Selfless Surgeon

Meet a doctor who travels the world to help those in need.

Closeup of Dr. Tammy Neblock-Beirne's face as she is performing surgery.
(Courtesy Tammy Neblock-Beirne)

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On the day that changed 7-year-old Boi’s life, he arrived at a thatched-roof hospital near his home in Mali, red dust clouds swirling from his uncle’s motorcycle. A softball-sized tumor bulged from Boi’s right cheek. The tumor had dislocated his jaw and disfigured his face, pushing his elongated mouth past his chin. He could barely drink water. Without surgery, the growing tumor would soon block his airway.

Tammy Neblock-Beirne, M.D., was in Mali with the Medical Missions Foundation when she met Boi (pronounced “Boo-uh”). MMF sends volunteer doctors and nurses to underserved communities around the world, and Neblock-Beirne — a general surgeon with Saint Luke’s Health System in Kansas City — was on a scouting trip, but also performing minor operations for another organization. Boi sat patiently as she examined him.

“He looked at me with his huge brown eyes,” she says, “and a big tear rolled over the tumor.”

She turned to Abigail Hayo, an MMF mission coordinator, and they cried, and they both knew: We need to help this child.

Boi smiling after an operation,
After: It took a 24-hour operation and five follow-up surgeries to remove Boi’s tumor. (Courtesy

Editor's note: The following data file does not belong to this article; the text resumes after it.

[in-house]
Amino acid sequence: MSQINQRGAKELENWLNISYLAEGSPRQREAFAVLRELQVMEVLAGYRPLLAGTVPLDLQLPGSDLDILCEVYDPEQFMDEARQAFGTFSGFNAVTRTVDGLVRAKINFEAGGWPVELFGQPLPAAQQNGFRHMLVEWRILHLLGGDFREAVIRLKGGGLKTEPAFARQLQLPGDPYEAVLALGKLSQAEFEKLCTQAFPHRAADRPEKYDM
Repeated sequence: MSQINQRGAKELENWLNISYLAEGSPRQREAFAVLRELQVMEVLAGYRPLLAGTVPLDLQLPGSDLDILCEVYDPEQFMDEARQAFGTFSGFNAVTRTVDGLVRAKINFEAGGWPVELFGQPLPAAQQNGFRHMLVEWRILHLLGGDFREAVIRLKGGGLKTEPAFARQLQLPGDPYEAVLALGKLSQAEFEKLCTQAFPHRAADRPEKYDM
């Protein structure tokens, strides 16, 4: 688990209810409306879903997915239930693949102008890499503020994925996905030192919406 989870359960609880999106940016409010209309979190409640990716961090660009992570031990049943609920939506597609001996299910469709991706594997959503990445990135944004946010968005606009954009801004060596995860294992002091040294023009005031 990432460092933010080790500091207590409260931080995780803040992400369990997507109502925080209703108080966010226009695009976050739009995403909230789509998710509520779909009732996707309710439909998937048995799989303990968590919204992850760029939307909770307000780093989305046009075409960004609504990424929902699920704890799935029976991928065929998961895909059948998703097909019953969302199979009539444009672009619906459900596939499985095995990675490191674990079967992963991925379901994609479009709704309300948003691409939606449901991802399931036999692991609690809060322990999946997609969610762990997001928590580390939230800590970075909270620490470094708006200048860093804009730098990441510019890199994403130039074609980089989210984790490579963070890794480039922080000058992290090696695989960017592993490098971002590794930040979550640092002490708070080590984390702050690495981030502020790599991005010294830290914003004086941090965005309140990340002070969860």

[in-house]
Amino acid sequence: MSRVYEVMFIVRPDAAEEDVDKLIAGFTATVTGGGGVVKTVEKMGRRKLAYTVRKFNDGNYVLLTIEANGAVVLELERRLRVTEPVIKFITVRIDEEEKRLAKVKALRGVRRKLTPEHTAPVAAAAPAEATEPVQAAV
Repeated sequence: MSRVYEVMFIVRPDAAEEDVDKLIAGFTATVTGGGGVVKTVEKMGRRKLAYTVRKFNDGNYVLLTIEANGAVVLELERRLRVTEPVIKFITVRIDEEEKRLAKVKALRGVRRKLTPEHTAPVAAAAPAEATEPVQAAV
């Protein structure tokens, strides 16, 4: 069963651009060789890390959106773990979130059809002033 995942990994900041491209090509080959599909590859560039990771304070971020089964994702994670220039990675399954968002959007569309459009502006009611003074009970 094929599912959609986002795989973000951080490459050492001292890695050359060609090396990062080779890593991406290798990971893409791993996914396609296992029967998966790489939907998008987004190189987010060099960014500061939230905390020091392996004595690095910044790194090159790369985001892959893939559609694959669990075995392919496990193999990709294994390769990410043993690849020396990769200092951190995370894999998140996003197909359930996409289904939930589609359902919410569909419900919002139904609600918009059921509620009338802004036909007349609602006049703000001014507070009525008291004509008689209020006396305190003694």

When they returned to Kansas City, Neblock-Beirne contacted local specialists, urging them to help, while Hayo made travel arrangements for Boi and his father and worked with the local congressman to secure visas. Three months after they met Boi in Mali, he arrived in the United States. A 10-­surgeon team at the University of Kansas Medical Center conducted a grueling 24-hour operation to resect the tumor and rebuild his face. Neblock-Beirne found herself in an unfamiliar role: Worrying instead of operating.

“I was a mother sitting in the waiting room for 24 hours, wringing my hands,” she says.

Boi was in intensive care for two months and spent the summer recovering in Kansas City. April 2018 marked the 10th anniversary of that first procedure (he’s also undergone five follow-up procedures), and today, he’s a healthy, happy eighth grader who loves video games and soccer and speaks three languages. He spent the summer of 2018 in Kansas City with his two honorary American moms and their families, as he’s done every year since his surgery.

“Our kids and Abby’s kids treat him like a little brother,” Neblock-Beirne says. “He and my husband are best buddies. We love him.”

She never imagined her life would change so dramatically when she first volunteered with MMF in 2005. Since its formation in 1996, MMF has helped more than 63,000 patients in 14 countries (it also runs health screenings for inner-city residents of Kansas City). Neblock-Beirne has made nearly 30 trips — about three missions a year — to countries such as Romania, Vietnam, Panama, Guatemala, and Uganda, frequently serving as medical director and working 15-hour shifts.

“She’s usually the last one out of the operating room,” Hayo says. “She thinks, ‘I have skills and that’s what I’m here for, and I’m going to help as many people as I can.’” The pace can be both exhilarating and exhausting. “You couldn’t keep it up for more than the four or five days that we work,” Neblock-Beirne says. “But it’s also energizing. When you’re doing surgery, you get so focused that you lose track of time. You could be standing there for four hours and think it’s been one.”

That work ethic comes from her upbringing in small-town northern Missouri. She grew up on a farm, but even as a child, Neblock-Beirne wanted to study medicine. She started as a candy striper, attended nursing school, and worked in ICU nursing before becoming a surgeon, specializing in breast cancer procedures.